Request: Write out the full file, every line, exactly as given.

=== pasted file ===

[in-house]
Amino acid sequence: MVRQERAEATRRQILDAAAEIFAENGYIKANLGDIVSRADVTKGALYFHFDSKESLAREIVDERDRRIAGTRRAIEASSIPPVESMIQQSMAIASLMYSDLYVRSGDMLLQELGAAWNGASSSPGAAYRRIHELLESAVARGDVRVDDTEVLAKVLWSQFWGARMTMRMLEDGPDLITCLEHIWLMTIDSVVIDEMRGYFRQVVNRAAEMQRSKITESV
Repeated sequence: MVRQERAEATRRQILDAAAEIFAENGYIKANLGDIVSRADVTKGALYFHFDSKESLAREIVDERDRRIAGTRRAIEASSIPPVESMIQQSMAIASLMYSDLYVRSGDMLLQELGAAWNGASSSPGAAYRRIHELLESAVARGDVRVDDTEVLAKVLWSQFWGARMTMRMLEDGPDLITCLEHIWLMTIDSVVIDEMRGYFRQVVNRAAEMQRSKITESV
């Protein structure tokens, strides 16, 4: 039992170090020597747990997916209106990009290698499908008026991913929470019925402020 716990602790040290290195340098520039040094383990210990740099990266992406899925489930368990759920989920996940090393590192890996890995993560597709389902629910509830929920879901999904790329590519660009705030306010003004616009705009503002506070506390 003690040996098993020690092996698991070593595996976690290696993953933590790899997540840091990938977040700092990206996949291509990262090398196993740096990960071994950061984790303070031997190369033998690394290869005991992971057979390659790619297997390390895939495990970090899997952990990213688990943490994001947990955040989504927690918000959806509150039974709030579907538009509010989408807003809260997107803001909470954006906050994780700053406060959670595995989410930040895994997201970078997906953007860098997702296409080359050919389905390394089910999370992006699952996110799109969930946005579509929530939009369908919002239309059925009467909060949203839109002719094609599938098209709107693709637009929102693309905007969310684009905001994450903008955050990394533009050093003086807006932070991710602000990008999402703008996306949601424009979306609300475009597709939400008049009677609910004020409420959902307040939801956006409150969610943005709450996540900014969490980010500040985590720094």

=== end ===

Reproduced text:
[in-house]
Amino acid sequence: MVRQERAEATRRQILDAAAEIFAENGYIKANLGDIVSRADVTKGALYFHFDSKESLAREIVDERDRRIAGTRRAIEASSIPPVESMIQQSMAIASLMYSDLYVRSGDMLLQELGAAWNGASSSPGAAYRRIHELLESAVARGDVRVDDTEVLAKVLWSQFWGARMTMRMLEDGPDLITCLEHIWLMTIDSVVIDEMRGYFRQVVNRAAEMQRSKITESV
Repeated sequence: MVRQERAEATRRQILDAAAEIFAENGYIKANLGDIVSRADVTKGALYFHFDSKESLAREIVDERDRRIAGTRRAIEASSIPPVESMIQQSMAIASLMYSDLYVRSGDMLLQELGAAWNGASSSPGAAYRRIHELLESAVARGDVRVDDTEVLAKVLWSQFWGARMTMRMLEDGPDLITCLEHIWLMTIDSVVIDEMRGYFRQVVNRAAEMQRSKITESV
């Protein structure tokens, strides 16, 4: 039992170090020597747990997916209106990009290698499908008026991913929470019925402020 716990602790040290290195340098520039040094383990210990740099990266992406899925489930368990759920989920996940090393590192890996890995993560597709389902629910509830929920879901999904790329590519660009705030306010003004616009705009503002506070506390 003690040996098993020690092996698991070593595996976690290696993953933590790899997540840091990938977040700092990206996949291509990262090398196993740096990960071994950061984790303070031997190369033998690394290869005991992971057979390659790619297997390390895939495990970090899997952990990213688990943490994001947990955040989504927690918000959806509150039974709030579907538009509010989408807003809260997107803001909470954006906050994780700053406060959670595995989410930040895994997201970078997906953007860098997702296409080359050919389905390394089910999370992006699952996110799109969930946005579509929530939009369908919002239309059925009467909060949203839109002719094609599938098209709107693709637009929102693309905007969310684009905001994450903008955050990394533009050093003086807006932070991710602000990008999402703008996306949601424009979306609300475009597709939400008049009677609910004020409420959902307040939801956006409150969610943005709450996540900014969490980010500040985590720094």